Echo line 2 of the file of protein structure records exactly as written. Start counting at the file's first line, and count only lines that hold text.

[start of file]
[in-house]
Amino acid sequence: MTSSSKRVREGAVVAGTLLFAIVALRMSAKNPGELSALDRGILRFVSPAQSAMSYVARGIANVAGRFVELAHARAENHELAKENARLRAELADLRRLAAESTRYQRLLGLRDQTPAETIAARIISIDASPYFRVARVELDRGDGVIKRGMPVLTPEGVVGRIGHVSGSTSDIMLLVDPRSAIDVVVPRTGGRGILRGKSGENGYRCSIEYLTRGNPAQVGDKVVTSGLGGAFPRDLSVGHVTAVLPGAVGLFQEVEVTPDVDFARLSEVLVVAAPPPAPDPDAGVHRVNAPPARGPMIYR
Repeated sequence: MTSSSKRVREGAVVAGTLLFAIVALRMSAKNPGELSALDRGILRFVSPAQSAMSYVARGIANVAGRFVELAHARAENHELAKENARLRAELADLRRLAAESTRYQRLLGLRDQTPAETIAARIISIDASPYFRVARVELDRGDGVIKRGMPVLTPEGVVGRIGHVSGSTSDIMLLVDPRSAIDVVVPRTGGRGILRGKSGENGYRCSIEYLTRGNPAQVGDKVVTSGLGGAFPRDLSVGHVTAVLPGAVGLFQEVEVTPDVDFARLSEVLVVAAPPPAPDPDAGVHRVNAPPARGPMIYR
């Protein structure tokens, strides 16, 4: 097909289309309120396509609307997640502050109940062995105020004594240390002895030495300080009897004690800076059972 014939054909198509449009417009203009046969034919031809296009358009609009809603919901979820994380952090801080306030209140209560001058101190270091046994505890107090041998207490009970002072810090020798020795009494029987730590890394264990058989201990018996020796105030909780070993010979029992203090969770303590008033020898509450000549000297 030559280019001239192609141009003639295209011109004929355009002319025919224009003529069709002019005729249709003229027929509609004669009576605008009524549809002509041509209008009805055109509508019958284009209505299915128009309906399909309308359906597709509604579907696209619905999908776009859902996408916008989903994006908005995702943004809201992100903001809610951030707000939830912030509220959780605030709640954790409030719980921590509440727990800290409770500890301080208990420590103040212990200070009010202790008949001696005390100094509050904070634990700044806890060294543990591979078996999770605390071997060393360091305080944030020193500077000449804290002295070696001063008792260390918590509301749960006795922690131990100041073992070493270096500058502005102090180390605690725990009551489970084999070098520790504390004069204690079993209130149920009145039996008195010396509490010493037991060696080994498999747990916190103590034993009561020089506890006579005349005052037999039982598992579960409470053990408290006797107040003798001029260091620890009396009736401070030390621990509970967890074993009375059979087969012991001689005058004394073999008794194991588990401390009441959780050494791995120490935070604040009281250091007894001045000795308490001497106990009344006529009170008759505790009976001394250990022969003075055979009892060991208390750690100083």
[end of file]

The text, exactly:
Amino acid sequence: MTSSSKRVREGAVVAGTLLFAIVALRMSAKNPGELSALDRGILRFVSPAQSAMSYVARGIANVAGRFVELAHARAENHELAKENARLRAELADLRRLAAESTRYQRLLGLRDQTPAETIAARIISIDASPYFRVARVELDRGDGVIKRGMPVLTPEGVVGRIGHVSGSTSDIMLLVDPRSAIDVVVPRTGGRGILRGKSGENGYRCSIEYLTRGNPAQVGDKVVTSGLGGAFPRDLSVGHVTAVLPGAVGLFQEVEVTPDVDFARLSEVLVVAAPPPAPDPDAGVHRVNAPPARGPMIYR